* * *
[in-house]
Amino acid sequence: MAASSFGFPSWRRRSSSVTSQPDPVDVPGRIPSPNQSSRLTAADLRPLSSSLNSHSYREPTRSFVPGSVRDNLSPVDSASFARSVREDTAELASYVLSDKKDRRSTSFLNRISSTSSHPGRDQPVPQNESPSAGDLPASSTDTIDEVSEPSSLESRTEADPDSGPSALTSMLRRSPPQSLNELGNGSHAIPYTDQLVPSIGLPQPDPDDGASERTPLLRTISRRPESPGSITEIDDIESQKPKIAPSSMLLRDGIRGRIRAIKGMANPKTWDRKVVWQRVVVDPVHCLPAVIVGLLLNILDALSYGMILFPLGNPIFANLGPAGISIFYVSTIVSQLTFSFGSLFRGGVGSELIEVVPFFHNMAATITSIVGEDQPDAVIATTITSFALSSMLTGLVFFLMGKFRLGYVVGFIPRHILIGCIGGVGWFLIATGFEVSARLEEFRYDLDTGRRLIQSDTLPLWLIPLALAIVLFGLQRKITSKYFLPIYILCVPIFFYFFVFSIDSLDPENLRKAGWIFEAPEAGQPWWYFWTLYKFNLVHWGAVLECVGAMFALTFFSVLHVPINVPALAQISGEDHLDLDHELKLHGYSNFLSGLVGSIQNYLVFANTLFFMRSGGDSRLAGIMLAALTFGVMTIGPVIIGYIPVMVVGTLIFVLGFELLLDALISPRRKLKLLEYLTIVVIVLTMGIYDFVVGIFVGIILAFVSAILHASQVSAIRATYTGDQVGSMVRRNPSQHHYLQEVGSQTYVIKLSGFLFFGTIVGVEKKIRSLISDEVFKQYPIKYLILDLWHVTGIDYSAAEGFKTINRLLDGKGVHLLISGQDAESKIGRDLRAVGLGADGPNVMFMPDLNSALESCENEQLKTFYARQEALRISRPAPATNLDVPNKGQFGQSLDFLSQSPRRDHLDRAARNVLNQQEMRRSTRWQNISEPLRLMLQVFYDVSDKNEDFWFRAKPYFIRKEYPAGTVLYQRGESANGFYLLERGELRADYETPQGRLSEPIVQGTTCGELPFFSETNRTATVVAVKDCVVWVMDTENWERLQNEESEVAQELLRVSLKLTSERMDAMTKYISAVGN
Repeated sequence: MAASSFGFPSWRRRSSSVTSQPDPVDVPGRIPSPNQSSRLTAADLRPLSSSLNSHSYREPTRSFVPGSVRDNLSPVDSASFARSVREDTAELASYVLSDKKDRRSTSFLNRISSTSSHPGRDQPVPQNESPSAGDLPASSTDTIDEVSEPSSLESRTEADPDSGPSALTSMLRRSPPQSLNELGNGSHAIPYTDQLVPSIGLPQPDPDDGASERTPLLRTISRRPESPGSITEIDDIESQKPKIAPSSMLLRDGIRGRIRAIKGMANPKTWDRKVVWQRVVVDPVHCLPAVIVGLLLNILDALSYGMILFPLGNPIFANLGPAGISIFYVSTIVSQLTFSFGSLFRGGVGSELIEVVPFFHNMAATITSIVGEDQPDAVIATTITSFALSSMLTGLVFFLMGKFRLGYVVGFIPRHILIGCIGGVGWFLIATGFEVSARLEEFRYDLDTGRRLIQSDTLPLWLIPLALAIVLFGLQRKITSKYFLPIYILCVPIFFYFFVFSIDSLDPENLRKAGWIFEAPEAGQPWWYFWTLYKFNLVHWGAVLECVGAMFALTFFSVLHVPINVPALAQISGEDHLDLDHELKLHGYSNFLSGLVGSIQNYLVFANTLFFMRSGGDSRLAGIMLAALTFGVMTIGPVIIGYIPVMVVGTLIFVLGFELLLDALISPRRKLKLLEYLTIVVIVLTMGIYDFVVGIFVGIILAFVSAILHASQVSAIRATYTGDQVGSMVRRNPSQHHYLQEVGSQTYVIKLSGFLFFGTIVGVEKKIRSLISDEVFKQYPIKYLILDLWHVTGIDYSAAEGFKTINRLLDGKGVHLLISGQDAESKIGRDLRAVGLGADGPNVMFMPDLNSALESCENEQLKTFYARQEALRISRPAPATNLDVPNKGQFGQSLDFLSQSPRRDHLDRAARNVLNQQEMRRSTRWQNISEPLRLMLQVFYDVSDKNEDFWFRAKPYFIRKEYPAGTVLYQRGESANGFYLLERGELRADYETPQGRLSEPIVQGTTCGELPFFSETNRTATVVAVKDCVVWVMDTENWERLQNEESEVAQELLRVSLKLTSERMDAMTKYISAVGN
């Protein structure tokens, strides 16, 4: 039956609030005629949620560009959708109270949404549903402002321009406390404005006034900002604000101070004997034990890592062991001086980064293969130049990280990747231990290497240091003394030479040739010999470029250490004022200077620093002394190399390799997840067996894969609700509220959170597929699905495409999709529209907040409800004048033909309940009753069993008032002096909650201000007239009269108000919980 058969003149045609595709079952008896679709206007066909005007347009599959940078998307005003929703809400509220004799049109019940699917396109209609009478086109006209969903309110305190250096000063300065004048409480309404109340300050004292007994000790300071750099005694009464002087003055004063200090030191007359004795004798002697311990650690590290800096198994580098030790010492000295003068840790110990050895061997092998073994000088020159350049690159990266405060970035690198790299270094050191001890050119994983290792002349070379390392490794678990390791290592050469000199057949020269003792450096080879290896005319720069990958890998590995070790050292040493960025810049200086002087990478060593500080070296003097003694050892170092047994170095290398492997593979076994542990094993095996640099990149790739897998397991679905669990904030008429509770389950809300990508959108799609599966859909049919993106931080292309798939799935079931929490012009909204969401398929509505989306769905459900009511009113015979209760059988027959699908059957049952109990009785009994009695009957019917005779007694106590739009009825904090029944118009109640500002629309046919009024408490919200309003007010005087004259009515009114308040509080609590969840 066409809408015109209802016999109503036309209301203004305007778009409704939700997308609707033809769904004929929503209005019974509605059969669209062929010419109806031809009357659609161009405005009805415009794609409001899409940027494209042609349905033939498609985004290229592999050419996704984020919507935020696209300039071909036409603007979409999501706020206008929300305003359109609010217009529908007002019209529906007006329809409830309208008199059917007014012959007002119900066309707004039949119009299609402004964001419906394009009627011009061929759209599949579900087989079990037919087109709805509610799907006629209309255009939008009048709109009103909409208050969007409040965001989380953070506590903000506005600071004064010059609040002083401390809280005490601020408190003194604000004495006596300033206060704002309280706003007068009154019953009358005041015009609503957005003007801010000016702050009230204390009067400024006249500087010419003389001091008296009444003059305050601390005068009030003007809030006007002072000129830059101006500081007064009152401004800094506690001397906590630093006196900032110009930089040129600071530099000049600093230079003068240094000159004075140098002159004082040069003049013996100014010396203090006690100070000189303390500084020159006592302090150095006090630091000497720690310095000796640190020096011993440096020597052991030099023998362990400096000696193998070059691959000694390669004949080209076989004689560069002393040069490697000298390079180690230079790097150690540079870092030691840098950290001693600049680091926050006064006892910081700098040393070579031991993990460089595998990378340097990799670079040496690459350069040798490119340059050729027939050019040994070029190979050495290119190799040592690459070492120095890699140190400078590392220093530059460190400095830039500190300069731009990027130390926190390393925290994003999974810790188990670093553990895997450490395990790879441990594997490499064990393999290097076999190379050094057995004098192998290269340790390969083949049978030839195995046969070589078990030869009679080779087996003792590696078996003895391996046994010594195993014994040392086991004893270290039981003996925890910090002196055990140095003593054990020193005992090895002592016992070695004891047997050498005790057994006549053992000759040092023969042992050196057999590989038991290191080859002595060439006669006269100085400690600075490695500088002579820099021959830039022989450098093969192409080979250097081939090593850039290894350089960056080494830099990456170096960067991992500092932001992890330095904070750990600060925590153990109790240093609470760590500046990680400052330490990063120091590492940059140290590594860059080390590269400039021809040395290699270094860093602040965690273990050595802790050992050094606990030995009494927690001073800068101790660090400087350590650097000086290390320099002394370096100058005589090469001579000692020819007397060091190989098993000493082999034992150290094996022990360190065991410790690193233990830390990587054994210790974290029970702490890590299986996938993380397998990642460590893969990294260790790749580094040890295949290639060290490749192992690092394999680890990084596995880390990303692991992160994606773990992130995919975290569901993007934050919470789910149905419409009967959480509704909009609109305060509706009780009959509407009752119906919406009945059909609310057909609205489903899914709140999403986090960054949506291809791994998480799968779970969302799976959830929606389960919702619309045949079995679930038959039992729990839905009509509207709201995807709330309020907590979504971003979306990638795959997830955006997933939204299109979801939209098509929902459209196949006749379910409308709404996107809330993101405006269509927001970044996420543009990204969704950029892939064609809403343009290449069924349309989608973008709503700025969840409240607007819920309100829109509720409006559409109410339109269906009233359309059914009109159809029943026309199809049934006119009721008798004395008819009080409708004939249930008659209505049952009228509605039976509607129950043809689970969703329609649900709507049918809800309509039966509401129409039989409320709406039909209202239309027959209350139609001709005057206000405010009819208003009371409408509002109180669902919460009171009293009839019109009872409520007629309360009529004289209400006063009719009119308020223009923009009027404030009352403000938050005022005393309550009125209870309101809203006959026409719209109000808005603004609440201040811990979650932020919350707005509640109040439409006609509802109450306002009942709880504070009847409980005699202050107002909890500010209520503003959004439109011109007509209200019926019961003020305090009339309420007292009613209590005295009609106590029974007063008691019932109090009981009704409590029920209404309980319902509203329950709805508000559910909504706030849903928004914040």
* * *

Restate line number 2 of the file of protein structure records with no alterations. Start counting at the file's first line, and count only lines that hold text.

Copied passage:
Amino acid sequence: MAASSFGFPSWRRRSSSVTSQPDPVDVPGRIPSPNQSSRLTAADLRPLSSSLNSHSYREPTRSFVPGSVRDNLSPVDSASFARSVREDTAELASYVLSDKKDRRSTSFLNRISSTSSHPGRDQPVPQNESPSAGDLPASSTDTIDEVSEPSSLESRTEADPDSGPSALTSMLRRSPPQSLNELGNGSHAIPYTDQLVPSIGLPQPDPDDGASERTPLLRTISRRPESPGSITEIDDIESQKPKIAPSSMLLRDGIRGRIRAIKGMANPKTWDRKVVWQRVVVDPVHCLPAVIVGLLLNILDALSYGMILFPLGNPIFANLGPAGISIFYVSTIVSQLTFSFGSLFRGGVGSELIEVVPFFHNMAATITSIVGEDQPDAVIATTITSFALSSMLTGLVFFLMGKFRLGYVVGFIPRHILIGCIGGVGWFLIATGFEVSARLEEFRYDLDTGRRLIQSDTLPLWLIPLALAIVLFGLQRKITSKYFLPIYILCVPIFFYFFVFSIDSLDPENLRKAGWIFEAPEAGQPWWYFWTLYKFNLVHWGAVLECVGAMFALTFFSVLHVPINVPALAQISGEDHLDLDHELKLHGYSNFLSGLVGSIQNYLVFANTLFFMRSGGDSRLAGIMLAALTFGVMTIGPVIIGYIPVMVVGTLIFVLGFELLLDALISPRRKLKLLEYLTIVVIVLTMGIYDFVVGIFVGIILAFVSAILHASQVSAIRATYTGDQVGSMVRRNPSQHHYLQEVGSQTYVIKLSGFLFFGTIVGVEKKIRSLISDEVFKQYPIKYLILDLWHVTGIDYSAAEGFKTINRLLDGKGVHLLISGQDAESKIGRDLRAVGLGADGPNVMFMPDLNSALESCENEQLKTFYARQEALRISRPAPATNLDVPNKGQFGQSLDFLSQSPRRDHLDRAARNVLNQQEMRRSTRWQNISEPLRLMLQVFYDVSDKNEDFWFRAKPYFIRKEYPAGTVLYQRGESANGFYLLERGELRADYETPQGRLSEPIVQGTTCGELPFFSETNRTATVVAVKDCVVWVMDTENWERLQNEESEVAQELLRVSLKLTSERMDAMTKYISAVGN